Clairvoyance

The gallery would like to take advantage of this unlikely and fictional moment which has become reality in order to highlight the extraordinary power of the artist. We will not offer you an online exhibition of the show the current situation has delayed us from presenting, but instead use this moment of pause to talk about the essential concern of art and its creators in a world where its points of references seem to be disappearing. It is clear that the rhythm we have imposed on ourselves since the beginning of the 20th century is coming to a redirection created by this heavy silence surrounding us.

The clairvoyance of the artist, which can be seen in the eponymous painting by Magritte, is often the reflection of an exceptional sensitivity, it makes for humans who possess a superior power of perception. “The work of art presents the point of view and investigation of the artist of the world and allows the viewer of the work to ponder, react, remain perplexed or propose their own suggestion” (1).

Perhaps we have forgotten that works of art and their exhibitions are spaces for reflection, they serve as a means of understanding our environment more than entertaining us. Exhibitions can of course make us smile but they ultimately present a personal vision of the world, its weaknesses, its low points and its solutions.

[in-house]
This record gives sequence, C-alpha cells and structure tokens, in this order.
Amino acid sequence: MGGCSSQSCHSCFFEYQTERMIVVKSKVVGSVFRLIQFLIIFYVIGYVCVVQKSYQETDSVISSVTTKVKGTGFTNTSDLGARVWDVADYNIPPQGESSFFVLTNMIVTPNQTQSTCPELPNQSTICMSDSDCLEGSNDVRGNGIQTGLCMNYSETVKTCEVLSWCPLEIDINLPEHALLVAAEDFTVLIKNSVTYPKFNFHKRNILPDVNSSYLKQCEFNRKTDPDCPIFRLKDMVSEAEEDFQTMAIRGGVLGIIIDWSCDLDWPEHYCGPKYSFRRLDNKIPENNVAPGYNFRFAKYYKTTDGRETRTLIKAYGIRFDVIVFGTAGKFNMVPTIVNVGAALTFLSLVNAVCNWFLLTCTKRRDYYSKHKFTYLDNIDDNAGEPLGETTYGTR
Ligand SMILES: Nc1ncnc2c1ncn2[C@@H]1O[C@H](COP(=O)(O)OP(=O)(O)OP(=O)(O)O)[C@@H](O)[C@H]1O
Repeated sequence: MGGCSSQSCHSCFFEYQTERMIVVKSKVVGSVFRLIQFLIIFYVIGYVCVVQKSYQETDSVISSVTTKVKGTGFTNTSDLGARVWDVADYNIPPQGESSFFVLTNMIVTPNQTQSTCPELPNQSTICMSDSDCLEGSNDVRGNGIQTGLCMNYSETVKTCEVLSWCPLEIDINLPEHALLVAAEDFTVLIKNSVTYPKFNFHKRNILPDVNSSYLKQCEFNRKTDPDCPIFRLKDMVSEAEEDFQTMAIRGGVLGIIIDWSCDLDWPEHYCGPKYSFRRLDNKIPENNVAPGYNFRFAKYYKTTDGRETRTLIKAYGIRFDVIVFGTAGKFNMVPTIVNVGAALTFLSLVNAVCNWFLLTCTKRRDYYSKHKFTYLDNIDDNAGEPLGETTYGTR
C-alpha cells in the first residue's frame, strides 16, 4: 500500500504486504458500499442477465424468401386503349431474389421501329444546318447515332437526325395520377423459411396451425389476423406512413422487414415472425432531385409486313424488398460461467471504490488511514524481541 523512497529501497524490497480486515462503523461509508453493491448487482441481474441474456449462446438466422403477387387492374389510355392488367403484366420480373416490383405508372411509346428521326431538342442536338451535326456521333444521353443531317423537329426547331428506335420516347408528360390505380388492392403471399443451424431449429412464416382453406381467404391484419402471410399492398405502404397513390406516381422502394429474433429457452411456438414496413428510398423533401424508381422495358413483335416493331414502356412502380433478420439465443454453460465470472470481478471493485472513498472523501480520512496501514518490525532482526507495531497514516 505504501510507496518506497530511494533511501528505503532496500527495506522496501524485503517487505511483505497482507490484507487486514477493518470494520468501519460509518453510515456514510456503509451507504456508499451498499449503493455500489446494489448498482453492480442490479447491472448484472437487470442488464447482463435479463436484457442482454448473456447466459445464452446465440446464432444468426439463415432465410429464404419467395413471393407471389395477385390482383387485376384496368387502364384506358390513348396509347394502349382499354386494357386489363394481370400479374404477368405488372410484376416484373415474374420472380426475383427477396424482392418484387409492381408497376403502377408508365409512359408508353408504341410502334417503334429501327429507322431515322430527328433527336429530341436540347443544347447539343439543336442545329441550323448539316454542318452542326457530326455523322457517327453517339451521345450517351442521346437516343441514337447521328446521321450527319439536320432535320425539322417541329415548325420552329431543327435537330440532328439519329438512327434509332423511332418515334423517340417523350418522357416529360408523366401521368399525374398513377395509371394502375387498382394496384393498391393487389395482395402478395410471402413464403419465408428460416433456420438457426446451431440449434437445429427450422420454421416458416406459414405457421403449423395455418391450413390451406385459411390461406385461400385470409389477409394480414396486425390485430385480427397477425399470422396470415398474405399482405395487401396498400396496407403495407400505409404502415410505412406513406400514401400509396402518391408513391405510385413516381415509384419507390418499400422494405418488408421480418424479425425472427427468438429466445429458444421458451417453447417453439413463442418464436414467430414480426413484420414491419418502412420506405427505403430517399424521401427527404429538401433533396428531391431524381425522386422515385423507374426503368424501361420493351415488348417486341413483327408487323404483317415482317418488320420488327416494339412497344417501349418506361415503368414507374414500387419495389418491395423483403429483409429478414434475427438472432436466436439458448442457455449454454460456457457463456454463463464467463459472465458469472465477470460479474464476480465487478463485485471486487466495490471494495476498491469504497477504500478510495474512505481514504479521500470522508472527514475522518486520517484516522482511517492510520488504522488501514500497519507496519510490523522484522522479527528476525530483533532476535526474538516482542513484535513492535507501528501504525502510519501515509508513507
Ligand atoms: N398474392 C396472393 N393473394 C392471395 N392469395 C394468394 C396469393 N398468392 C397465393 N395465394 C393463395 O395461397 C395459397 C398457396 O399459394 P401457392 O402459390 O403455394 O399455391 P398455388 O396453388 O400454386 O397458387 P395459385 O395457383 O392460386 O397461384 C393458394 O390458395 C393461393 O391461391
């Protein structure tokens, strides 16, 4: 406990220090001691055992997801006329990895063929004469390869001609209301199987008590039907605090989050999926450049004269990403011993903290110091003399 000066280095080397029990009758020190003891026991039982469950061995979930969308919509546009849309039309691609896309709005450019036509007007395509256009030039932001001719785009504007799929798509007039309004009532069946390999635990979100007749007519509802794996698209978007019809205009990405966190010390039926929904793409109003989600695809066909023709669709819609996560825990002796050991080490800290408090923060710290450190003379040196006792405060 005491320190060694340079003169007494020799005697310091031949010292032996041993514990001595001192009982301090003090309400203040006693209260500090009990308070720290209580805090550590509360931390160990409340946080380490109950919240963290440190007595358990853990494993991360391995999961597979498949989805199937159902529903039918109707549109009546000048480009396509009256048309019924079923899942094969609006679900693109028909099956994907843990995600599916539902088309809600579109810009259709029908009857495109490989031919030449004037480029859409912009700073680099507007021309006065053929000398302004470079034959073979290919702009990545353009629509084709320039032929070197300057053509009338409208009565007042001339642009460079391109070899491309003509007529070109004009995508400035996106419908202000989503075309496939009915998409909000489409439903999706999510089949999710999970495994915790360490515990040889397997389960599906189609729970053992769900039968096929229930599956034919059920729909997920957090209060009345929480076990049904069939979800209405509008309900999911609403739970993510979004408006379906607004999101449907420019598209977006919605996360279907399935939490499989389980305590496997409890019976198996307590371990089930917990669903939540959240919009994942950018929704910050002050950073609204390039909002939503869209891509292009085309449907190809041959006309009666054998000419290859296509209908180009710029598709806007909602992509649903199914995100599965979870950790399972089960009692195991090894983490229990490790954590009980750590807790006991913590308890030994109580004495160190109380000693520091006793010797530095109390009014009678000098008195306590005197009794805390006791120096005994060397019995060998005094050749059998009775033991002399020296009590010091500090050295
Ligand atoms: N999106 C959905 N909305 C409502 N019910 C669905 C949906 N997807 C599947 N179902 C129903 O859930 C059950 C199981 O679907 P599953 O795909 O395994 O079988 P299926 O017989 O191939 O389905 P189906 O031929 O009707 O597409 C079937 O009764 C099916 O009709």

It’s for this reason that last year the gallery presented two exhibitions, Indus 2 and Indus 3, on the theme of post-industrialisation bringing together the works of Caroline Achaintre, Marion Baruch, Jeremy Deller, Daniel Dewar and Gregory Gicquel, Matthew Angelo Harrison, Adam McEwen, Kate Newby, Tania Perez Cordova and Roman Signer. The first part of the exhibitions included artists from a generation who question the next steps of an industrial society and in the second part the use of de-industrialised spaces as a source of creation.

In the same way, the time that has been imposed on us today should allow to think creatively and take advantage of this moment to reflect and imagine appropriate habits which allow us to live together peacefully for future generations.

1. Published 20/12/2016 by Jérôme Thouart on the Magritte exhibition at the Centre Pompidou